This brings to mind the scene in C. S. Lewis’ The Lion the Witch and the Wardrobe where the “old Professor” chides the children for being so certain there cannot be more than one ‘time’ and one ‘world’ and therefore that their sister Lucy’s testimony was unreliable:

“I don’t care what you think, and I don’t care what you say. You can tell the professor or you can write to Mother or you can do anything you like. I know I’ve met a Faun in there and – I wish I’d stayed there and you are all beasts, beasts.”

It was an unpleasant evening. Lucy was miserable and Edmund was beginning to feel that his plan wasn’t working as well as he had expected. The two older ones were really beginning to think that Lucy was out of her mind. They stood in the passage talking about it in whispers long after she had gone to bed.

The result was the next morning they decided that they really would go and tell the whole thing to the professor. “He’ll write to father if he thinks there is really something wrong with Lu,” said Peter; “it’s getting beyond us.” So they went and knocked at the study door, and the Professor said, “come in,” and got up and found chairs for them an said he was quite at their disposal. The he sat listening to them with the tips of his fingers pressed together and never interrupting, till they had finished the whole story. After that he said nothing for quite sometime. Then he cleared his throat and said the last think either of them expected: “How do you know,” he asked, “that your sister’s story not true?”

“Oh, but –“ began Susan, and then stopped. Anyone could see from the old man’s face that he was perfectly serious. Then Susan pulled herself together and said, “But Edmond said they only been pretending.”

“That is a point,” said the professor, “which certainly deserves consideration, very careful consideration. For instance – if you will excuse me for asking the question – does your experience lead you to regard your brother or your sister as the more reliable? I mean which is the more truthful?”

“That’s just the funny thing about it, sir,” said Peter. “Up till now, I’d have said Lucy every time.”

“And what do you think, my dear?” said the Professor, turning to Susan.

“Well,” said Susan, “in general, I’d say the same as Peter, but this couldn’t be true – all this about the wood and the Faun.”

“That is more than I know,” said the Professor, “and a charge of lying against someone whom you have always found truthful is a very serious thing; a very serious thing indeed.”

“We were afraid it mightn’t even be lying,” said Susan; “we thought there might be something wrong with Lucy.”

“Madness, you mean?” said the Professor quite coolly. “Oh, you can make your minds easy about that. One has only to look at her and talk to her to see that she is not mad.”

“But then,” said Susan, and stopped. She had never dreamed that a grown-up would talk like the Professor and didn’t know what to think.

“Logic!” said the Professor half to himself. “Why don’t they teach logic at these schools? There are only three possibilities. Either your sister is telling lies, or she is mad, or she is telling the truth. You know she doesn’t tell lies and it is obvious that she is not mad. For the moment then and unless any further evidence turns up, we must assume that she is telling the truth.”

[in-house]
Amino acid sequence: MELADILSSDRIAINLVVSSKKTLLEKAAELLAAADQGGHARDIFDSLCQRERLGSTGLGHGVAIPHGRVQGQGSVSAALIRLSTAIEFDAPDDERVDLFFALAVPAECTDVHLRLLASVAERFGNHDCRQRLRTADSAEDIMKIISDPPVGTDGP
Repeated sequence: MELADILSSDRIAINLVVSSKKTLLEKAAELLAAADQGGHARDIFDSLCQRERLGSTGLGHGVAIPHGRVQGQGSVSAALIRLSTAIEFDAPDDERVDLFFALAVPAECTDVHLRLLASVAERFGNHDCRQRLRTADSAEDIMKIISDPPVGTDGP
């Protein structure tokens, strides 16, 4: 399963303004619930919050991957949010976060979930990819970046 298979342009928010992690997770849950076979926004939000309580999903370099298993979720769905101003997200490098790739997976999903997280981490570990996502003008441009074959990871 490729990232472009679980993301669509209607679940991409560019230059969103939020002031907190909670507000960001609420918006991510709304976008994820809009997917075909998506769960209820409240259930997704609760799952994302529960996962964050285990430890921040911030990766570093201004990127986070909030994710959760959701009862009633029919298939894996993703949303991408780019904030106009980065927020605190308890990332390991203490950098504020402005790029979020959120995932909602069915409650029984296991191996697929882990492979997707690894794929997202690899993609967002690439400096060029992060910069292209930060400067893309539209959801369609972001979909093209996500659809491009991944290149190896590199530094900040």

Susan looked at him very hard and was quite sure from the expression on his face that he was not making fun of them.

“But how could it be true, sir?” said Peter.

“Why do you say that?” asked the Professor.

“Well, for one thing,” said Peter, “if it was real why doesn’t everyone find this country every time they go to the wardrobe? I mean, there was nothing there when we looked; even Lucy didn’t pretend it was there.”

“What has that to do with it?” said the Professor.

“Well, sir, if things are real, they’re there all the time.”

“Are they?” said the Professor; and Peter did not know quite what to say.

“But there was no time,” said Susan. “Lucy had had no time to have gone anywhere, even if there was such a place. She came running out of the room. It was less than a minute, and she pretend to have been away for hours.”

“That is the very thing that makes her story so likely to be true,” said the Professor. “If there really is a door in this house that leads to some other world (and I should warn you that this is a very strange house, and even I know very little about it) – if, I say, she had got into another world, I should not be at all surprised to find that the other world had a separate time of its own; so that however long you stayed there it would never take up any of our time. On the other hand, I don’t many girls of her age would invent that idea for themselves. If she had been pretending, she would have hidden for a reasonable time before coming out and telling her story.”

“But do you really mean, sir,” said Peter, “that there could be other worlds – all over the place, just round the corner – like that?”

“Nothing is more probable,” said the Professor, taking off his spectacles and beginning to polish them, while he muttered to himself, “I wonder what they do teach them at these schools.”

Why would the Professor say nothing is more probable? Because he had himself been to Narnia.



"The will is one of the principle agents of belief; not because it creates belief but because things are true or false according to the aspect in which we look at them. The will, preferring one aspect to another, deflects the mind from considering the qualities of what it does not care to see; and so the mind, keeping step with the will, stays to consider the aspects it likes; and so it forms judgments on what they show it" (Blaise Pascal, Pensees, 472)

Quote:
But to be completely honest I don't know how fully right now that I actually believe in Abraham.